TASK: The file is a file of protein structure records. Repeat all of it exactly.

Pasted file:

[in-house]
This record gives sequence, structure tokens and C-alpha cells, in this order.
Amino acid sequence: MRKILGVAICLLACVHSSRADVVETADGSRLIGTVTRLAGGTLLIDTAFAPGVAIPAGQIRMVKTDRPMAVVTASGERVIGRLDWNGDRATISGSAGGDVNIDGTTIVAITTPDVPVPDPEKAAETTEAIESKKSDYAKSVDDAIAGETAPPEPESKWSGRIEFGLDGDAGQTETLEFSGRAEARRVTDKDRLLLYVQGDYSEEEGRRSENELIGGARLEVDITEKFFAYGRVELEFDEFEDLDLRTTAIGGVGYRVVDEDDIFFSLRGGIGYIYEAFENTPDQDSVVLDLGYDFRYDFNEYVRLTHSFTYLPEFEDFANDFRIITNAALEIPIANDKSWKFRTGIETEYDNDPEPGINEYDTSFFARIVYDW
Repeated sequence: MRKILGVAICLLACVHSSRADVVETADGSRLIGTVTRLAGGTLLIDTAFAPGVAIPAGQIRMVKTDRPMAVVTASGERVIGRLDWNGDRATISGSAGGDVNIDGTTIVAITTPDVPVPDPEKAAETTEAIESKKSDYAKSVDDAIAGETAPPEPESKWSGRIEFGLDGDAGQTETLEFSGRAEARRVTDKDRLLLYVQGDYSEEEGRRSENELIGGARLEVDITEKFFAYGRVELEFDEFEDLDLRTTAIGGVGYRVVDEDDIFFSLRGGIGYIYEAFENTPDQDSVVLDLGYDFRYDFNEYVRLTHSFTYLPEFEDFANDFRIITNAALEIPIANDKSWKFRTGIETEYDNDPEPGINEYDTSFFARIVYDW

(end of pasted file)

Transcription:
[in-house]
This record gives sequence, structure tokens and C-alpha cells, in this order.
Amino acid sequence: MRKILGVAICLLACVHSSRADVVETADGSRLIGTVTRLAGGTLLIDTAFAPGVAIPAGQIRMVKTDRPMAVVTASGERVIGRLDWNGDRATISGSAGGDVNIDGTTIVAITTPDVPVPDPEKAAETTEAIESKKSDYAKSVDDAIAGETAPPEPESKWSGRIEFGLDGDAGQTETLEFSGRAEARRVTDKDRLLLYVQGDYSEEEGRRSENELIGGARLEVDITEKFFAYGRVELEFDEFEDLDLRTTAIGGVGYRVVDEDDIFFSLRGGIGYIYEAFENTPDQDSVVLDLGYDFRYDFNEYVRLTHSFTYLPEFEDFANDFRIITNAALEIPIANDKSWKFRTGIETEYDNDPEPGINEYDTSFFARIVYDW
Repeated sequence: MRKILGVAICLLACVHSSRADVVETADGSRLIGTVTRLAGGTLLIDTAFAPGVAIPAGQIRMVKTDRPMAVVTASGERVIGRLDWNGDRATISGSAGGDVNIDGTTIVAITTPDVPVPDPEKAAETTEAIESKKSDYAKSVDDAIAGETAPPEPESKWSGRIEFGLDGDAGQTETLEFSGRAEARRVTDKDRLLLYVQGDYSEEEGRRSENELIGGARLEVDITEKFFAYGRVELEFDEFEDLDLRTTAIGGVGYRVVDEDDIFFSLRGGIGYIYEAFENTPDQDSVVLDLGYDFRYDFNEYVRLTHSFTYLPEFEDFANDFRIITNAALEIPIANDKSWKFRTGIETEYDNDPEPGINEYDTSFFARIVYDW